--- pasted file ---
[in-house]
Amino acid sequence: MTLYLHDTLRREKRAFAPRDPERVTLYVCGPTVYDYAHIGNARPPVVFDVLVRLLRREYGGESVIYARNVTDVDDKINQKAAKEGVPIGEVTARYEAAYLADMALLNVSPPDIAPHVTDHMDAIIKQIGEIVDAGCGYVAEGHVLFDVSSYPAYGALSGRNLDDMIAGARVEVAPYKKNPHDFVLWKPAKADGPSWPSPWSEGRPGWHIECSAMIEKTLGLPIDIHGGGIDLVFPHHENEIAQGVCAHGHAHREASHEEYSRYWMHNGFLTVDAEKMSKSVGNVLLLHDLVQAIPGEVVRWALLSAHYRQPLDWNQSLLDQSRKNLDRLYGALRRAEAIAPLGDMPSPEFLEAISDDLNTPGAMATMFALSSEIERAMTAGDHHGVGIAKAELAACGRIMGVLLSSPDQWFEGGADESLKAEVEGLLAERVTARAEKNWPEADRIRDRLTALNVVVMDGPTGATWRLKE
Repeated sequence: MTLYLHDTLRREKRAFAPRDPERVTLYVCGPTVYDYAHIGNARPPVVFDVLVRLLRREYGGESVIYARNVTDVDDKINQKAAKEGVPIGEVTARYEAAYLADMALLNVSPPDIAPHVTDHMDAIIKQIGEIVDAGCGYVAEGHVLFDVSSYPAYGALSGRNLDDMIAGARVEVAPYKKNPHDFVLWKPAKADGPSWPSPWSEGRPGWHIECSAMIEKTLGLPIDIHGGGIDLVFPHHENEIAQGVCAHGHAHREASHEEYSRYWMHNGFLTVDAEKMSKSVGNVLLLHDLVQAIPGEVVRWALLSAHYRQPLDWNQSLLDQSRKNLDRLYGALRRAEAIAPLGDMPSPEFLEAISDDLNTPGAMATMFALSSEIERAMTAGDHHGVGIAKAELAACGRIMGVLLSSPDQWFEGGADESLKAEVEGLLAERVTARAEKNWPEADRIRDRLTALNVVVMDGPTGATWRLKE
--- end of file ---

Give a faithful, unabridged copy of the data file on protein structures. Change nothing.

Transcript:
[in-house]
Amino acid sequence: MTLYLHDTLRREKRAFAPRDPERVTLYVCGPTVYDYAHIGNARPPVVFDVLVRLLRREYGGESVIYARNVTDVDDKINQKAAKEGVPIGEVTARYEAAYLADMALLNVSPPDIAPHVTDHMDAIIKQIGEIVDAGCGYVAEGHVLFDVSSYPAYGALSGRNLDDMIAGARVEVAPYKKNPHDFVLWKPAKADGPSWPSPWSEGRPGWHIECSAMIEKTLGLPIDIHGGGIDLVFPHHENEIAQGVCAHGHAHREASHEEYSRYWMHNGFLTVDAEKMSKSVGNVLLLHDLVQAIPGEVVRWALLSAHYRQPLDWNQSLLDQSRKNLDRLYGALRRAEAIAPLGDMPSPEFLEAISDDLNTPGAMATMFALSSEIERAMTAGDHHGVGIAKAELAACGRIMGVLLSSPDQWFEGGADESLKAEVEGLLAERVTARAEKNWPEADRIRDRLTALNVVVMDGPTGATWRLKE
Repeated sequence: MTLYLHDTLRREKRAFAPRDPERVTLYVCGPTVYDYAHIGNARPPVVFDVLVRLLRREYGGESVIYARNVTDVDDKINQKAAKEGVPIGEVTARYEAAYLADMALLNVSPPDIAPHVTDHMDAIIKQIGEIVDAGCGYVAEGHVLFDVSSYPAYGALSGRNLDDMIAGARVEVAPYKKNPHDFVLWKPAKADGPSWPSPWSEGRPGWHIECSAMIEKTLGLPIDIHGGGIDLVFPHHENEIAQGVCAHGHAHREASHEEYSRYWMHNGFLTVDAEKMSKSVGNVLLLHDLVQAIPGEVVRWALLSAHYRQPLDWNQSLLDQSRKNLDRLYGALRRAEAIAPLGDMPSPEFLEAISDDLNTPGAMATMFALSSEIERAMTAGDHHGVGIAKAELAACGRIMGVLLSSPDQWFEGGADESLKAEVEGLLAERVTARAEKNWPEADRIRDRLTALNVVVMDGPTGATWRLKE